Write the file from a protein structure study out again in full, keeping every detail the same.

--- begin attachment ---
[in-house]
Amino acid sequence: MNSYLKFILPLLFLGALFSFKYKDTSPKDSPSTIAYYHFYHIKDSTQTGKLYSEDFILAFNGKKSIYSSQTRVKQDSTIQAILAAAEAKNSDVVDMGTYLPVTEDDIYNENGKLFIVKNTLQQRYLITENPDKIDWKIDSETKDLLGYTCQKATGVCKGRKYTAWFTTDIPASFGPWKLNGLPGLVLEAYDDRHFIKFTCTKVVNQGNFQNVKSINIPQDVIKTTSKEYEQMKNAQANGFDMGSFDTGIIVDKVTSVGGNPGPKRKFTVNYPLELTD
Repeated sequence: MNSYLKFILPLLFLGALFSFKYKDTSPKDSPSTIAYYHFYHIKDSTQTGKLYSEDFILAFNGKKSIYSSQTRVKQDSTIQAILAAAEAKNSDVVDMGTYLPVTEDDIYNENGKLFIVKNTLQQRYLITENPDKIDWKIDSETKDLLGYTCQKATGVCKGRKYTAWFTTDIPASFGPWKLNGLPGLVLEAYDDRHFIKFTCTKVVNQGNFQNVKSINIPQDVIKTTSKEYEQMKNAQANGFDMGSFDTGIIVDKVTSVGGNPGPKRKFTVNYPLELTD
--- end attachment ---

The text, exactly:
[in-house]
Amino acid sequence: MNSYLKFILPLLFLGALFSFKYKDTSPKDSPSTIAYYHFYHIKDSTQTGKLYSEDFILAFNGKKSIYSSQTRVKQDSTIQAILAAAEAKNSDVVDMGTYLPVTEDDIYNENGKLFIVKNTLQQRYLITENPDKIDWKIDSETKDLLGYTCQKATGVCKGRKYTAWFTTDIPASFGPWKLNGLPGLVLEAYDDRHFIKFTCTKVVNQGNFQNVKSINIPQDVIKTTSKEYEQMKNAQANGFDMGSFDTGIIVDKVTSVGGNPGPKRKFTVNYPLELTD
Repeated sequence: MNSYLKFILPLLFLGALFSFKYKDTSPKDSPSTIAYYHFYHIKDSTQTGKLYSEDFILAFNGKKSIYSSQTRVKQDSTIQAILAAAEAKNSDVVDMGTYLPVTEDDIYNENGKLFIVKNTLQQRYLITENPDKIDWKIDSETKDLLGYTCQKATGVCKGRKYTAWFTTDIPASFGPWKLNGLPGLVLEAYDDRHFIKFTCTKVVNQGNFQNVKSINIPQDVIKTTSKEYEQMKNAQANGFDMGSFDTGIIVDKVTSVGGNPGPKRKFTVNYPLELTD